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Letter: MPP's PET scanner comments full of inaccuracies

Physician blasts Thibeault over 'politically motivated' letter to the editor
20170310 Glenn Thibeault Chamber of Commerce Breakfast KA

Editor's note: The following is in response to the letter titled Thibeault says report on Windsor PET scanner was 'politically motivated,' published March 9 at

As the owner and operator of the only PET/CT clinic that services the Windsor area for the past seven years, and medical director of the Nuclear Medicine program in Windsor, I would like to respond to (Sudbury) MPP Glenn Thibeault's comments and inaccuracies for a second time this week.

Firstly, the title of the piece states that recent comments made about the equality of funding a fixed PET/CT machine in Windsor versus Sudbury are politically motivated. I am a physician and not a politician. I put patient care first, which is why I have persevered in starting and sustaining a mobile PET/CT service in my city, at my expense with little help and much hindrance from this government. Mr. Thibeault states "political gamesmanship" is going on here. The only political games I see have been played by this government.

Mr. Thibeault states "getting the facts right is paramount," and I agree. Earlier this week on Sudbury's local radio station he accused NDP health critic, and your MPP France Gélinas of inaccuracies. Ms. Gélinas has been a champion for PET in your region for many years and knows the truth on this better than anyone.

She has not presented any inaccuracies on this subject that I am aware of. Having presented our plans for PET in Sudbury to both the PC and NDP parties, I can tell you both have advocated for actually delivering, rather than just promising, closer-to-home medicine for the people of your region. 

Ms. Gélinas has been a staunch supporter of convenient, local access to this technology for years. She knows the truth that, unlike Sudbury, Windsor residents never had to raise money for access to the PET/CT scanner that our clinic uses, or that they have now been promised from the government.

Sudbury residents have been working to raise funds for a PET/CT scanner for years. Why this preferential treatment? This doesn’t feel like an equitable and considered decision on behalf of government.

Another fact stated by Mr. Thibeault is that just like in Sudbury, Windsor’s Cancer Foundation had to fundraise a significant amount to cover its portion of the new scanner. This is not accurate, as it has already been reported that the foundation in Windsor will only have to cover a cost overrun if the renovations end up costing more than the ministry allocation of $1 million.

Mr. Thibeault recently stated publicly that our clinic’s aging scanner has had repeated breakdowns. This is precisely the reason we asked for, and were led to believe that our scanner would be replaced. Instead, without consultation, they didn't fix our problem, which by their inaction they had deliberately created. They chose to make an investment which delivers less value for taxpayers and less flexibility for patients and residents of the area.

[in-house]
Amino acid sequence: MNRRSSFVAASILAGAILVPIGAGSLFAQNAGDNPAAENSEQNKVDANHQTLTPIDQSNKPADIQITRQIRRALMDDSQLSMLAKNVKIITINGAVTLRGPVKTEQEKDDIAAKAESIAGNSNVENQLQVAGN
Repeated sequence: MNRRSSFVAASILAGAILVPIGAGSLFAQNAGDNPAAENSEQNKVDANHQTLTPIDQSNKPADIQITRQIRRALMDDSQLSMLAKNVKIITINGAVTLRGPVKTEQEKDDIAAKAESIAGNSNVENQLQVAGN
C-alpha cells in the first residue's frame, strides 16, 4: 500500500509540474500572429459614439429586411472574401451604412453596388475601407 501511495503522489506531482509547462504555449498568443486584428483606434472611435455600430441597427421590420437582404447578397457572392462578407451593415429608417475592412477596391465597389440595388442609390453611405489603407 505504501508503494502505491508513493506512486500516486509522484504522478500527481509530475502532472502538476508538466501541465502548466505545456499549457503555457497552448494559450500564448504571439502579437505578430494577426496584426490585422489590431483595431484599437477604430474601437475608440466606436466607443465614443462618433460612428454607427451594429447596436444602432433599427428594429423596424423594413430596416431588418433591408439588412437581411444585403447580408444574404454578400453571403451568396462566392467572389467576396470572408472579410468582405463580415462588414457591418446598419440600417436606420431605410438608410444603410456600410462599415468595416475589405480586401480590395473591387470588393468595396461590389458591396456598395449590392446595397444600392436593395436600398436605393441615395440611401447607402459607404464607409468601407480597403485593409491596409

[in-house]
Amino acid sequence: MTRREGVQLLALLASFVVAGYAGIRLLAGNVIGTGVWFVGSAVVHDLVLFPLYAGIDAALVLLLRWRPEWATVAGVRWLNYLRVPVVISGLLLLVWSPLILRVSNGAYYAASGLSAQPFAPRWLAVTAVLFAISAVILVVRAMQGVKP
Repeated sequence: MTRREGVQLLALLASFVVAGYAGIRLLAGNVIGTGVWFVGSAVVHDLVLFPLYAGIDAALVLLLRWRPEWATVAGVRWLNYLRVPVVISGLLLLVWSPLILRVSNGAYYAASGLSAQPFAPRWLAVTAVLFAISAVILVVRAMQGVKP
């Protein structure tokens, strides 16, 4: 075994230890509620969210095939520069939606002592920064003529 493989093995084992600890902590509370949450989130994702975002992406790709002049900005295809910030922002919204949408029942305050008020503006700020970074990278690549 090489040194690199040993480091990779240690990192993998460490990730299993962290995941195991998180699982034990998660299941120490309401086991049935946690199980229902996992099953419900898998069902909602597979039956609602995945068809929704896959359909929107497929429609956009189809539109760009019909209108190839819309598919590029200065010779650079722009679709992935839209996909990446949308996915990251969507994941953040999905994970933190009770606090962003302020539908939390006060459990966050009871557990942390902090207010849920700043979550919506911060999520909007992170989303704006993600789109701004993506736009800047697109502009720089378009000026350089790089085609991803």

If this government was truly committed to helping the cancer patients of Sudbury and the North, as well as the many other areas of the province that don’t currently have access to this vital cancer diagnostic tool, they would have invested the $1.6 million per year to support a new Mobile PET/CT scanner that could deliver service locally to a wide range of communities. This mobile machine could have been scanning Windsor and Sudbury patients for the past two years, at a lower overall cost for both cities and the government. In fact, it could still be scanning patients while Sudbury’s hospital scanner is being built. This mobile technology is not the old way of doing things, but the 2018 new way of bringing this important tool to more patients.

Instead the government initiated a stalling tactic by requiring Sudbury to buy and install a new scanner first. This has taken more than two years to complete. They could have easily allowed us to upgrade and mobilize a new PET/CT scanner in that time, and allowed us to share the costs of supporting both city's programs. Meanwhile patients are still having to travel over snowy highways when they are at their sickest.

Don't take my word for it; ask centres like the Cleveland Clinic, which uses 21st Century mobile PET/CT scanners to service the communities around their world-famous PET/CT program. I think if it's good enough for these and other world-class centres in the US, England and all over the globe, it's good enough for Ontario cancer patients. It is less costly than having a new scanner, as planned in Sudbury and Windsor, sit idle many days, unused but costing millions. Almost 60 per cent of US patient are scanned on newer mobile and not fixed PET/CT scanners. Canada and Ontario with its dispersed population and size are more ideal for this program.

The NDP and PC parties both support our plan for a mobile program of PET/CT scanners for the patients of Ontario to supplement the fixed scanners, until every community has their own unit. Tell the Liberal government and the Ministry of Health to stop the "gamesmanship," as MPP Thibeault calls it, and do the right thing.

Kevin P. Tracey
Adjunct Professor, Schulich School of Medicine & Dentistry
University of Western Ontario